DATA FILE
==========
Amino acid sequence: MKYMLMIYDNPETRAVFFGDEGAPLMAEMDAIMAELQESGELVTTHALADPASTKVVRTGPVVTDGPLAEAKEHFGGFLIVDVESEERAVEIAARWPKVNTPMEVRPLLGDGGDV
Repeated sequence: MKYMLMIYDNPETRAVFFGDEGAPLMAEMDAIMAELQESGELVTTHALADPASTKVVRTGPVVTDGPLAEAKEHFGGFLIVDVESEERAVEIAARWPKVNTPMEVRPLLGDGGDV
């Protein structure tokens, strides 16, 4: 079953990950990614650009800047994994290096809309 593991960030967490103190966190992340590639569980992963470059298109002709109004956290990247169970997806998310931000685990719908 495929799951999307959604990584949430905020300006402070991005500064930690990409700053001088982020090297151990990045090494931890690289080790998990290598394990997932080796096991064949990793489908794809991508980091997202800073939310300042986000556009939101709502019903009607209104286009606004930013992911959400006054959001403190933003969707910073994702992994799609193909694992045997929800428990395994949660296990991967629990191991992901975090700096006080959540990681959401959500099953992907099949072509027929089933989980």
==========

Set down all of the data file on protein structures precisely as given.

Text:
Amino acid sequence: MKYMLMIYDNPETRAVFFGDEGAPLMAEMDAIMAELQESGELVTTHALADPASTKVVRTGPVVTDGPLAEAKEHFGGFLIVDVESEERAVEIAARWPKVNTPMEVRPLLGDGGDV
Repeated sequence: MKYMLMIYDNPETRAVFFGDEGAPLMAEMDAIMAELQESGELVTTHALADPASTKVVRTGPVVTDGPLAEAKEHFGGFLIVDVESEERAVEIAARWPKVNTPMEVRPLLGDGGDV
């Protein structure tokens, strides 16, 4: 079953990950990614650009800047994994290096809309 593991960030967490103190966190992340590639569980992963470059298109002709109004956290990247169970997806998310931000685990719908 495929799951999307959604990584949430905020300006402070991005500064930690990409700053001088982020090297151990990045090494931890690289080790998990290598394990997932080796096991064949990793489908794809991508980091997202800073939310300042986000556009939101709502019903009607209104286009606004930013992911959400006054959001403190933003969707910073994702992994799609193909694992045997929800428990395994949660296990991967629990191991992901975090700096006080959540990681959401959500099953992907099949072509027929089933989980």